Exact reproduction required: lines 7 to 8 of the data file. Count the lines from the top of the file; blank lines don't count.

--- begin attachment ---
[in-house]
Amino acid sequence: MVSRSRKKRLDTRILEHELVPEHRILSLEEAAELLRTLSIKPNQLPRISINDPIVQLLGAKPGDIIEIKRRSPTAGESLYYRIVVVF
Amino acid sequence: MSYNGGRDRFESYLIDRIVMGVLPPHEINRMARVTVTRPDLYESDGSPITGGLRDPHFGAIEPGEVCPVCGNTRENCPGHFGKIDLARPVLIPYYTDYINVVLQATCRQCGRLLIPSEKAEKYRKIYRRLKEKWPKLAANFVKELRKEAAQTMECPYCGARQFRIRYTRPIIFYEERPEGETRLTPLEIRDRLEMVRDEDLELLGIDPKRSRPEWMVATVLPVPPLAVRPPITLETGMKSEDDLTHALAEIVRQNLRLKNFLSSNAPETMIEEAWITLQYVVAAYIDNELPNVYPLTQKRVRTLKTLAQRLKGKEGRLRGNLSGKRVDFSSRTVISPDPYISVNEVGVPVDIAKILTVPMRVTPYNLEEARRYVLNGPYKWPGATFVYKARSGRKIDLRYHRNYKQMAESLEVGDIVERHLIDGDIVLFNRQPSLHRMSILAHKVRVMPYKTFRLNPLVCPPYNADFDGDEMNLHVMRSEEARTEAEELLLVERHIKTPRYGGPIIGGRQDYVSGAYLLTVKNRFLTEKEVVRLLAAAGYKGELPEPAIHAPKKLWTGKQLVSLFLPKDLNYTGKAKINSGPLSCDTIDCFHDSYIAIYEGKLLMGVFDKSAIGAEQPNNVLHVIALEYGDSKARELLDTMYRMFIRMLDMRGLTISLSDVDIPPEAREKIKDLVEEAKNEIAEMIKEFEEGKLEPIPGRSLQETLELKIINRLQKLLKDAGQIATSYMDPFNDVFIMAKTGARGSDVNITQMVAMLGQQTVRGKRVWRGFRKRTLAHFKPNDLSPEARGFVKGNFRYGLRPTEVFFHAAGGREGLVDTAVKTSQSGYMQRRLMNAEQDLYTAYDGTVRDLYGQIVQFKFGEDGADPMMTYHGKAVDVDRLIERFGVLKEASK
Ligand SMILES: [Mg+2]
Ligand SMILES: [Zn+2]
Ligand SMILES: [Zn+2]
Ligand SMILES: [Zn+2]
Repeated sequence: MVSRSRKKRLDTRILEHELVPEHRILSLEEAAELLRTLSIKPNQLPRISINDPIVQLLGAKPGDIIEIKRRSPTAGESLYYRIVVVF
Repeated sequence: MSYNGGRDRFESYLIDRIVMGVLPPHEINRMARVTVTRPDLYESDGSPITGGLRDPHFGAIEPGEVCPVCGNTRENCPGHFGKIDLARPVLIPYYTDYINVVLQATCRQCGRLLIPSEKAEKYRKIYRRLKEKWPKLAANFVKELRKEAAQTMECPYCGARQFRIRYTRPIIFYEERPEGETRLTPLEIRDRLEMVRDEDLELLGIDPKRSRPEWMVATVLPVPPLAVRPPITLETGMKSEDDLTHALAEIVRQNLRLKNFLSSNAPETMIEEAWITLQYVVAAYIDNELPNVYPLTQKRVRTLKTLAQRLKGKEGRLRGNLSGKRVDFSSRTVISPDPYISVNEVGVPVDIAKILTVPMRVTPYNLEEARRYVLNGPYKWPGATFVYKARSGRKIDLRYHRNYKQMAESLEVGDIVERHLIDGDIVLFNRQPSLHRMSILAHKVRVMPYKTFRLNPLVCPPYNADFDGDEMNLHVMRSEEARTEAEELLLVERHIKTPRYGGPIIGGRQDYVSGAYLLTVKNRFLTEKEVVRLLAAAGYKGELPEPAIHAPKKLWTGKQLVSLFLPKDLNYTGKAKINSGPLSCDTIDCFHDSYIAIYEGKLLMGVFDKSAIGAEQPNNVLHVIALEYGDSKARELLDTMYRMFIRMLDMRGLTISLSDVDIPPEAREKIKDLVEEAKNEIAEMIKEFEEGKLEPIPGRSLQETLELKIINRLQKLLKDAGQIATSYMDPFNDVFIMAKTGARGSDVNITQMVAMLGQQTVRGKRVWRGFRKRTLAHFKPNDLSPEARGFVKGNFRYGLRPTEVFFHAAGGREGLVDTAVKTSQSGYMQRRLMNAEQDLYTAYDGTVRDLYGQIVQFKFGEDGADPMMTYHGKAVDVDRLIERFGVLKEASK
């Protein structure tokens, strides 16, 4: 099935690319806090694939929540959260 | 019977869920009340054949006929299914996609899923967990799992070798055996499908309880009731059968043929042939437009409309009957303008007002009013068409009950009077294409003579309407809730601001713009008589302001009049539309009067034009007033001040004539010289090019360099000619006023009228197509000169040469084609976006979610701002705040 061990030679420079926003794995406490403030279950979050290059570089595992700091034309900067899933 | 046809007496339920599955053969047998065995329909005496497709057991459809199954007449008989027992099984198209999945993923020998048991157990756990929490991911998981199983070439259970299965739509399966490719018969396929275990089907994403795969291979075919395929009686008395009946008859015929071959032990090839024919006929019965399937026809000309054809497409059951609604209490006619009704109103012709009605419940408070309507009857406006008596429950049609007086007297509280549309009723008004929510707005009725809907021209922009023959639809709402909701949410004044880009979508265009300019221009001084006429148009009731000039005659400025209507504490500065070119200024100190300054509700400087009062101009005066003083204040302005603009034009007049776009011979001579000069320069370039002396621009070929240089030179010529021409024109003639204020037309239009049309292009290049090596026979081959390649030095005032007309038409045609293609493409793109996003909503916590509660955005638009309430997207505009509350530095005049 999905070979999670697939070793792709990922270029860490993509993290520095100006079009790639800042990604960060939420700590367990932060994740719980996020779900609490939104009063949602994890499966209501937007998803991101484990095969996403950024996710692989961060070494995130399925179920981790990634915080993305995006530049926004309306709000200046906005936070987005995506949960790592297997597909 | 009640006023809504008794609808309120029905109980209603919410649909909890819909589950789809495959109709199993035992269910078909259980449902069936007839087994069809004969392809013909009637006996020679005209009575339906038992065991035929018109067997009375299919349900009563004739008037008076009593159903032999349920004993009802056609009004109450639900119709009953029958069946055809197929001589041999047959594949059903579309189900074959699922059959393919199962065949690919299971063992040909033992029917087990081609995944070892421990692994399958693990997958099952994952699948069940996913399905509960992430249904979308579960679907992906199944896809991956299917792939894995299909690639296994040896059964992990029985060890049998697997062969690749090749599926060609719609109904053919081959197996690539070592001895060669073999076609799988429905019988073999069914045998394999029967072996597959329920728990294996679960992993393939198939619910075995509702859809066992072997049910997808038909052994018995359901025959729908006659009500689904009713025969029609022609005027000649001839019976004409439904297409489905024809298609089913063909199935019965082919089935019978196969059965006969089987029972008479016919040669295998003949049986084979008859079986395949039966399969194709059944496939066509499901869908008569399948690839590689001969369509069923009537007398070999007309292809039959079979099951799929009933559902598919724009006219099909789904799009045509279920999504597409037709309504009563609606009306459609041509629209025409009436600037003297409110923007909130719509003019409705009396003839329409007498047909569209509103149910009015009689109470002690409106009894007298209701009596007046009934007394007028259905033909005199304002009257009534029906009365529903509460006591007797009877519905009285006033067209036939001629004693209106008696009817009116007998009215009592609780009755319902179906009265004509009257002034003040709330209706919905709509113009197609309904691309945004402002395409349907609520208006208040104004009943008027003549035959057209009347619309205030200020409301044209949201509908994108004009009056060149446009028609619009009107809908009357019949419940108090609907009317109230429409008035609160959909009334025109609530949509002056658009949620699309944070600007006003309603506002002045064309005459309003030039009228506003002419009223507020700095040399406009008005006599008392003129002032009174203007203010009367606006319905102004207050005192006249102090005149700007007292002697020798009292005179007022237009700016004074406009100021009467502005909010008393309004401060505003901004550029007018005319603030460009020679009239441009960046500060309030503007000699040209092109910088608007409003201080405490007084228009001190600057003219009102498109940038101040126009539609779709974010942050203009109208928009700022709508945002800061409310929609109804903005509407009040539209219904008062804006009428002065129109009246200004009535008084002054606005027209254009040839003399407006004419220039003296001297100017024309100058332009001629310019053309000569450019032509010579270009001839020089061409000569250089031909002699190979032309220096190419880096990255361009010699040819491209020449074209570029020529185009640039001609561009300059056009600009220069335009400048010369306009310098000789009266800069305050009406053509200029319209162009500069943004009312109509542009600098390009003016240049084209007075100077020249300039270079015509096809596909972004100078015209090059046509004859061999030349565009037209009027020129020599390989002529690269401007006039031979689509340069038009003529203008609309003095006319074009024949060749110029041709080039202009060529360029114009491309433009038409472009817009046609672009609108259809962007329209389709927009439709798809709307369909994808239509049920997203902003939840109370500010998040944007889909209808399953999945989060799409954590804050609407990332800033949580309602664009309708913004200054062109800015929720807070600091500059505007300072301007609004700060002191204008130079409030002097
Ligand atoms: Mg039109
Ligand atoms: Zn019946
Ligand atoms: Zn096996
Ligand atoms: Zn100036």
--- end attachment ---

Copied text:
Ligand SMILES: [Zn+2]
Repeated sequence: MVSRSRKKRLDTRILEHELVPEHRILSLEEAAELLRTLSIKPNQLPRISINDPIVQLLGAKPGDIIEIKRRSPTAGESLYYRIVVVF